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Femoral Nerve Transfers for Restoring TIbial Nerve Function
Emily M. Krauss, MSC MD, Michael J. Franco, MD, Rajiv P. Parikh, MD, Thomas H. Tung, MD, Amy M. Moore, MD.
Washington University School of Medicine, St. Louis, MO, USA.

PURPOSE:
Sciatic nerve injuries cause debilitating functional impairment, particularly when injury mechanism precludes reconstruction using primary grafting. The purpose of this study is to demonstrate anatomic feasibility of nerve transfers from distal femoral nerve branches to tibial nerve, and describe successful restoration of tibial nerve function in clinical practice using the described lower extremity nerve transfer.
METHODS:
Six cadaver legs were dissected for anatomic analysis and development of tension-free nerve transfers from femoral nerve branches to the tibial nerve. In two patients with complete sciatic nerve palsy, terminal branches of the femoral nerve supplying vastus medialis and vastus lateralis were transferred to medial and lateral gastrocnemius branches of the tibial nerve. Distal sensory transfer of the saphenous nerve to the sural nerve was also performed. Patients were clinically assessed for lower extremity motor and sensory recovery up to eighteen months postoperative.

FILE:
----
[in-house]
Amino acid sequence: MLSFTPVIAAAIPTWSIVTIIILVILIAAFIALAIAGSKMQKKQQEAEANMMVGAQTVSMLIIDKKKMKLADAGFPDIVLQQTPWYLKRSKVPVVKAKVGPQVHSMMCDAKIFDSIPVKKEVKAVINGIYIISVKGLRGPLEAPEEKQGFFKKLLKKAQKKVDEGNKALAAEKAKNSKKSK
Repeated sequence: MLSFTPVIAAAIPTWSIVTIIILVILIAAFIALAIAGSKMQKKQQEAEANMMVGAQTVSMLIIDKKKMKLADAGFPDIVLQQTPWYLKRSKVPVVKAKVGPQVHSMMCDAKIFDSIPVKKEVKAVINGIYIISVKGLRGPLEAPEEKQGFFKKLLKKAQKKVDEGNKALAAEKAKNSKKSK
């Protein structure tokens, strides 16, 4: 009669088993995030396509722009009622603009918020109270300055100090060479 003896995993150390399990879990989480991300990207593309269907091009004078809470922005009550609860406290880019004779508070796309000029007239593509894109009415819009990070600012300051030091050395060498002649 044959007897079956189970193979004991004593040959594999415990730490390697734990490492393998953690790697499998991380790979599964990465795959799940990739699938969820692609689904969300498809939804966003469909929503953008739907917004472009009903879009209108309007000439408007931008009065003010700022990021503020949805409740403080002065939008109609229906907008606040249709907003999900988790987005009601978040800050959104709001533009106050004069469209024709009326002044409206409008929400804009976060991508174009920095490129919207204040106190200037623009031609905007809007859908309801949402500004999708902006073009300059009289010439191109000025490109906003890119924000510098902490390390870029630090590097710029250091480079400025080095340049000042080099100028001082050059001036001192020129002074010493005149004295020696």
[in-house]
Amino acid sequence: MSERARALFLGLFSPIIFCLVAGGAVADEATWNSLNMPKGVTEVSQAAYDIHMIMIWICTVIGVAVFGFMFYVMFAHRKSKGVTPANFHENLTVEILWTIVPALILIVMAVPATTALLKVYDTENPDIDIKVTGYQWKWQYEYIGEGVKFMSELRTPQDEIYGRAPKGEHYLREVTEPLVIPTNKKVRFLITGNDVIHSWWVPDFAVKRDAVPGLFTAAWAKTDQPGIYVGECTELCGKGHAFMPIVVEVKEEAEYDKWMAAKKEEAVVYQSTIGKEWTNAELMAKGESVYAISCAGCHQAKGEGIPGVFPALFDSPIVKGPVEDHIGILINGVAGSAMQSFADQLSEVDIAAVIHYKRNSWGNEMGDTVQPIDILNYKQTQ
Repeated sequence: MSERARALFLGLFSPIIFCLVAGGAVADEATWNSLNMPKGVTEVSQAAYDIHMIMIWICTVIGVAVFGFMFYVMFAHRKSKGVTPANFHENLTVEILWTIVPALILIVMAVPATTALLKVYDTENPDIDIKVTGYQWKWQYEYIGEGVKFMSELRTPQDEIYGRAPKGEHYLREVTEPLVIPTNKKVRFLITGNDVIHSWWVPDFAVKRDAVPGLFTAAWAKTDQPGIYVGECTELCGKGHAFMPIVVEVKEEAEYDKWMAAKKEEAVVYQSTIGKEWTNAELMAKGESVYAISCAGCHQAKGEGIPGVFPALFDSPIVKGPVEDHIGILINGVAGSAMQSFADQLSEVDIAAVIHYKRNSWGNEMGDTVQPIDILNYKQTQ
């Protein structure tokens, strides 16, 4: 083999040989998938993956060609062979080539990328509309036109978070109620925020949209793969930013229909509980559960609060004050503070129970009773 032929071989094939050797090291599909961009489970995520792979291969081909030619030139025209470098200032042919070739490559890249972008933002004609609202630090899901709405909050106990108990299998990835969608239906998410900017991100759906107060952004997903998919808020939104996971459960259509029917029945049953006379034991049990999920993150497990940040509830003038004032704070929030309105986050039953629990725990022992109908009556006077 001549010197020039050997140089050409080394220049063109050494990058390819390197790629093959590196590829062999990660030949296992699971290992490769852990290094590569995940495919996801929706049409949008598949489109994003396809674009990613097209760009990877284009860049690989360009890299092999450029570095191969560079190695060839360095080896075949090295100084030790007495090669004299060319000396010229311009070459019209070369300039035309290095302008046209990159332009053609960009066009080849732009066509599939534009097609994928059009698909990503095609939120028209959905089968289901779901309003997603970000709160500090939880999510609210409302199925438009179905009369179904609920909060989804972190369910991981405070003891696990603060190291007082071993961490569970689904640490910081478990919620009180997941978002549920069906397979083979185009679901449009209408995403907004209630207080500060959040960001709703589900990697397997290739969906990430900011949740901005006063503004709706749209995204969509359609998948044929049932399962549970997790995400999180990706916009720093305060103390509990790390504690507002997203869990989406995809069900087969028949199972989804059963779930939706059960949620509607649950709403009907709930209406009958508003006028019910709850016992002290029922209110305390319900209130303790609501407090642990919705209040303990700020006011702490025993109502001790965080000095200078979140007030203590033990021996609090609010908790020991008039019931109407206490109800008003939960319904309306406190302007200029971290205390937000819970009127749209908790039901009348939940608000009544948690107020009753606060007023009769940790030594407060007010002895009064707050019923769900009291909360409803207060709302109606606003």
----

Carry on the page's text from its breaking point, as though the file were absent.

RESULTS:
Consistent branching patterns and anatomic landmarks were present in all dissection specimens, allowing for reliable identification, neurolysis, and capitation of donor femoral and saphenous nerve branches to the recipients. In the clinical population, patients obtained Medical Research Council (MRC) grade 3 and 3+ plantar flexion by eighteen months post-operatively. Improved strength was accompanied by improved ambulation in both patients, and a return to competitive sport in one patient. Sensory recovery was demonstrated in both patients by an advancing Tinel sign.
CONCLUSION:
This study illustrates clinical success and anatomic reliability of femoral nerve to tibial nerve transfers after complete sciatic nerve injury.


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